You know, there is a lot of talk about AIDS today. And I hear those who say we have far to go. And, yes, they're right, but I would also add: Look how far we've come. And look at the advances in vaccine development and early therapeutic intervention. Look at the recently reported success of a vaccine in animals or clinical studies which show how AZT can retard the disease in infected individuals. Look at the treatment to prevent the onset of PCP, the pneumonia that infects large numbers of AIDS patients and often, regrettably, leads to death. Where did these advances stem from? They're rooted in the biomedical research conducted and supported by NIH. And they show the value of your commitment, and I commend that commitment. They stem from your work which makes America proud.

Too often, we speak of compassion and understanding only in this time of year, the Christmas season. You embody it, and you live it all year round. And too often we forget the true message of this time of year. It's that justice and kindness can indeed foster good will toward all.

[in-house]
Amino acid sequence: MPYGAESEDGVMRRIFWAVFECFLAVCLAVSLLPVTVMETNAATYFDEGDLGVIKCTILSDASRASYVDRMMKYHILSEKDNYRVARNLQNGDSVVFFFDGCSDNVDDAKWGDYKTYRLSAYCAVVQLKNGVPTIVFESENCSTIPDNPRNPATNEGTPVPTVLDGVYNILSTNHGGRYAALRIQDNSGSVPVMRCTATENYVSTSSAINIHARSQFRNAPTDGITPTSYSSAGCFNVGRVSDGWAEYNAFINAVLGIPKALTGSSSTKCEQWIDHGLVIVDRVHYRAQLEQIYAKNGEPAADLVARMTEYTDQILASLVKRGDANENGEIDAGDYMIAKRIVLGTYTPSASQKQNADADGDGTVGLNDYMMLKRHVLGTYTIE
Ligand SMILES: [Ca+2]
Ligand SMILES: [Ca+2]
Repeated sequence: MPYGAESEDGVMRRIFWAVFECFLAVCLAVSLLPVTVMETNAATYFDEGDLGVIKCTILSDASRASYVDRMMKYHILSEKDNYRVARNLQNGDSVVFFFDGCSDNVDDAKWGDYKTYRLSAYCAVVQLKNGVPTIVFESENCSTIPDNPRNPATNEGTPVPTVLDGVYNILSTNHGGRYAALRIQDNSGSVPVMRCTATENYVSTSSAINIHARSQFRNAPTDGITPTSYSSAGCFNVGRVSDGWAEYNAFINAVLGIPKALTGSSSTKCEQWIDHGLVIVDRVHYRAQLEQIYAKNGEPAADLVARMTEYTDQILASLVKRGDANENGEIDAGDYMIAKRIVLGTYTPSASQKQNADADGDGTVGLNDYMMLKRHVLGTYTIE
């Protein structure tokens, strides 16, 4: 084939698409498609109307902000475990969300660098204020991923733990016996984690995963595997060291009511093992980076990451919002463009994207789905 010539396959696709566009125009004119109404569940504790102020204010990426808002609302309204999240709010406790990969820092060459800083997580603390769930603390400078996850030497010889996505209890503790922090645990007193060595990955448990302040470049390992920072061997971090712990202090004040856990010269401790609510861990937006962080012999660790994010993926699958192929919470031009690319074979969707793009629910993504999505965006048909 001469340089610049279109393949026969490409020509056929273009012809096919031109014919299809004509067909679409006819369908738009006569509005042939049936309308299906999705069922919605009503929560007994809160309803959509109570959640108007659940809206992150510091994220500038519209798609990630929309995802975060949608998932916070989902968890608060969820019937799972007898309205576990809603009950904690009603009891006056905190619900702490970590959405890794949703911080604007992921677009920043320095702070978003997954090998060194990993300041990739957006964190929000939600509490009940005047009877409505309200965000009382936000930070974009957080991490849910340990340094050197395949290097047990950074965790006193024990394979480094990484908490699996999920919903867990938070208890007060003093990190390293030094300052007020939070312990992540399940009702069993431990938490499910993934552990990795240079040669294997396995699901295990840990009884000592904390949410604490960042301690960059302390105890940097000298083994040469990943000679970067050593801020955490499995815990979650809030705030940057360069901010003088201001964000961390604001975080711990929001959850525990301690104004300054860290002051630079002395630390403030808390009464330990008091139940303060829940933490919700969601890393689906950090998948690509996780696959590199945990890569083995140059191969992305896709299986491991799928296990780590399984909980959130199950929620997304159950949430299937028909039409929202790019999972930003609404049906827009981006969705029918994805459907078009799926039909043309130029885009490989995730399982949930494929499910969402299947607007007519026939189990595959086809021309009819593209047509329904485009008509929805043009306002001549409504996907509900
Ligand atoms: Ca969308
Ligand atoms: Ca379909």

You know that message. You live that message. And for that, I thank you. And I want to wish you and your families a warm and happy holiday season. God bless you and those you are working so hard to save. And God bless the United States of America. And Merry Christmas to all. Thank you very, very much.

Note: The President spoke at 12:34 p.m. in the Clinical Center. Prior to his remarks, the President attended an AIDS family support group meeting. Following his remarks, the President and Mrs. Bush traveled to Camp David, MD, for the Christmas holidays.

George Bush Presidential Library and Museum
1000 George Bush Drive West, College Station, Texas 77845
Telephone: (979) 691-4000 | Facsimile: (979) 691-4050 | TTY: (979) 691-4091